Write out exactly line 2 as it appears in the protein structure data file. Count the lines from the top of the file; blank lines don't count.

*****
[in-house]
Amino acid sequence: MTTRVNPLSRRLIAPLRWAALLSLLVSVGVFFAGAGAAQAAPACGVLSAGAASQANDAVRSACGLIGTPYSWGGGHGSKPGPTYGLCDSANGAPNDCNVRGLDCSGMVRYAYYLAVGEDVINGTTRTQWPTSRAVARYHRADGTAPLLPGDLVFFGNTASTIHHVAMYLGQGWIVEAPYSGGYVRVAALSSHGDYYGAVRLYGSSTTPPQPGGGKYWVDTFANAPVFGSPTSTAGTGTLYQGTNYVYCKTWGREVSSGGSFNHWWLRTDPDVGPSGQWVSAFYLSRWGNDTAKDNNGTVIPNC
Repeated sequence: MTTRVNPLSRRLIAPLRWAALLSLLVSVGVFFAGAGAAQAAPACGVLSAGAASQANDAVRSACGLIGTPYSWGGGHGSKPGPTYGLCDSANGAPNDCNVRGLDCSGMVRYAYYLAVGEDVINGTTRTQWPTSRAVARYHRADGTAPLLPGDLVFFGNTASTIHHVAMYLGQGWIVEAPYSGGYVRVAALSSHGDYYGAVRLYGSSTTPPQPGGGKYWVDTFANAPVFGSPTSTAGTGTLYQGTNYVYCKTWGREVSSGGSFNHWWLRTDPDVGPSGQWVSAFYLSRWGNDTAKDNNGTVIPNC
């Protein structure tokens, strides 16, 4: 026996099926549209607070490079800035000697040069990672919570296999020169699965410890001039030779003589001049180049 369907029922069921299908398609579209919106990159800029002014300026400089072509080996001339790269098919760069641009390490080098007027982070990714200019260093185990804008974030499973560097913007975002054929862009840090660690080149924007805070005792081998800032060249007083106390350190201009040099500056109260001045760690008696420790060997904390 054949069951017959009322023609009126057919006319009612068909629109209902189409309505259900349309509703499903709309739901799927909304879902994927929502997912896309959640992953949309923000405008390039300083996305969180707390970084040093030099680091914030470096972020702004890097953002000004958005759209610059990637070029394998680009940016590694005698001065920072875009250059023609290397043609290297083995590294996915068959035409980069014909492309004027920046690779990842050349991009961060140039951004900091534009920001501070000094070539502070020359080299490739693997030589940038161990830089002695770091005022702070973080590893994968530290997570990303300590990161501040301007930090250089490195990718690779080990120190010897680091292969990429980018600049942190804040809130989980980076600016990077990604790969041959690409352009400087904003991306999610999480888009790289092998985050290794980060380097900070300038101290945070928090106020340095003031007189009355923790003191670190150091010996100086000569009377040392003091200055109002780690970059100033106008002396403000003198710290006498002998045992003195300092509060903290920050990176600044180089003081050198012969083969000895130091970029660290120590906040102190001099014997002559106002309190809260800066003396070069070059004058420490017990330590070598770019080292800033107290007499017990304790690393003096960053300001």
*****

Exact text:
Amino acid sequence: MTTRVNPLSRRLIAPLRWAALLSLLVSVGVFFAGAGAAQAAPACGVLSAGAASQANDAVRSACGLIGTPYSWGGGHGSKPGPTYGLCDSANGAPNDCNVRGLDCSGMVRYAYYLAVGEDVINGTTRTQWPTSRAVARYHRADGTAPLLPGDLVFFGNTASTIHHVAMYLGQGWIVEAPYSGGYVRVAALSSHGDYYGAVRLYGSSTTPPQPGGGKYWVDTFANAPVFGSPTSTAGTGTLYQGTNYVYCKTWGREVSSGGSFNHWWLRTDPDVGPSGQWVSAFYLSRWGNDTAKDNNGTVIPNC